A brief history of the MBA

By Helen Jones
Sunday 06 October 2013 17:05

The MBA was introduced in the US at the beginning of the 20th century as a two-year postgraduate course. Most students enrolled straight after a first degree without business experience.

But by the 1950s, American MBAs were seen as irrelevant to the world of business and the schools were viewed as second rate. They responded by raising admission and teaching standards to create the classic American MBA programme - a first year of core courses giving a thorough understanding of management practices followed by a second year for specialisation or further study.

In the 1960s, the UK decided it needed its own business schools. On the recommendation of the Franks report, the Manchester Business School and the London Business School, were established. Other universities followed suit and companies began to provide management training for their employees; Henley Management College, Ashridge and INSEAD in France, started in this way. Two-year courses gave way to intensive 12-month programmes. Specialist MBAs with modules in topics such as international business, finance, the public sector and even football, were introduced. Studying abroad is a growing option either on a full-time basis, or by choosing one of a growing number of business schools that allows students to take at least one elective in another country.

The biggest growth in recent years has been in part-time and distance MBAs which allow students to continue working at the same time. The average length of part-time programmes is two and a half years and many students receive some form of sponsorship from their employers. The Association of MBAs says that there are between 10,000 and 15,000 people a year in the UK takingan MBA via distance learning.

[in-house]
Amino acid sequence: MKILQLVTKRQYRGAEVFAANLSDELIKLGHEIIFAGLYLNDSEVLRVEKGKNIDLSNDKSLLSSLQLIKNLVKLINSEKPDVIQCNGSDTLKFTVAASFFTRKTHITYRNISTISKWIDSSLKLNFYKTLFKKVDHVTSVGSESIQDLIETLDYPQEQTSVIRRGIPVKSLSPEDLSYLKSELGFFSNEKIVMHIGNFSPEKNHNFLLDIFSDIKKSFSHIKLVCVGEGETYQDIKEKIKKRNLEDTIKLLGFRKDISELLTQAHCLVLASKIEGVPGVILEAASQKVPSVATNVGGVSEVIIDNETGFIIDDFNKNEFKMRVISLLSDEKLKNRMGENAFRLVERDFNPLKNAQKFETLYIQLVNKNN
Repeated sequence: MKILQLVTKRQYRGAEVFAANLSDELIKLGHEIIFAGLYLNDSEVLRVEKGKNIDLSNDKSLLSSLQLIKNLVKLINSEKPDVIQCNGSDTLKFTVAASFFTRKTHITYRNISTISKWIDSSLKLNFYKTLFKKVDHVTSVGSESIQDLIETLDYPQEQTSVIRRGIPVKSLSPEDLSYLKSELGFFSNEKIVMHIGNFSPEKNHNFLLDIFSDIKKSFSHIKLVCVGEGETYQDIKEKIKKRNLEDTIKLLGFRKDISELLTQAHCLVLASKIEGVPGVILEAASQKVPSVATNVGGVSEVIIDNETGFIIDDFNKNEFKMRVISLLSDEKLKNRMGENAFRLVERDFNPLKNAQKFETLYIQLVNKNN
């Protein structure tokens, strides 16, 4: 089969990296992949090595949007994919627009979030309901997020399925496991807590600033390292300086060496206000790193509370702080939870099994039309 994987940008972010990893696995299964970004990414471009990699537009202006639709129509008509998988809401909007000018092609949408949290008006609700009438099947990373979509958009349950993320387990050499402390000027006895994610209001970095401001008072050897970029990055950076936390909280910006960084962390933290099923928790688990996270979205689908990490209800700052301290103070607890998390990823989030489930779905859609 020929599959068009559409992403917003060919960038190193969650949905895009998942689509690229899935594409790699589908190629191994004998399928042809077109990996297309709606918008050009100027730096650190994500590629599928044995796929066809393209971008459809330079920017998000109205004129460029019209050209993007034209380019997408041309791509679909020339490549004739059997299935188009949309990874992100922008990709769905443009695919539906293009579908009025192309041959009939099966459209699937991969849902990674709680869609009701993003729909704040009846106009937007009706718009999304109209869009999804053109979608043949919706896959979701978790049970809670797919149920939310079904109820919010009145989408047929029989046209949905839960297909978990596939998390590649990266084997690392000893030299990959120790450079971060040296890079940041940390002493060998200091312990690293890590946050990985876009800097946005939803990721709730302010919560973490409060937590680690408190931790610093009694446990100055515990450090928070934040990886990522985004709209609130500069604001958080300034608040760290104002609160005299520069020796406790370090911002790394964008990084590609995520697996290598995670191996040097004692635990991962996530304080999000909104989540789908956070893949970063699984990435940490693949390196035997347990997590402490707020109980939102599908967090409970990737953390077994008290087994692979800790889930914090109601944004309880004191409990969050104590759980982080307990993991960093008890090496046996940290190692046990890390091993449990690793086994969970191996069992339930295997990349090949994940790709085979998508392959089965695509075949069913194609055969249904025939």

There has been increased interest in executive MBA programmes - which take place in the evenings and at weekends. And in modular courses - which allow students to attend full time over extended periods and return to their employer the rest of the time.

In a difficult economic climate, business schools are having to adapt and ensure that they are turning out graduates with relevant skills.

Among other changes that business schools have introduced is an emphasis on "soft" skills such as ethics and an increased focus on practical, rather than purely academic, skills.

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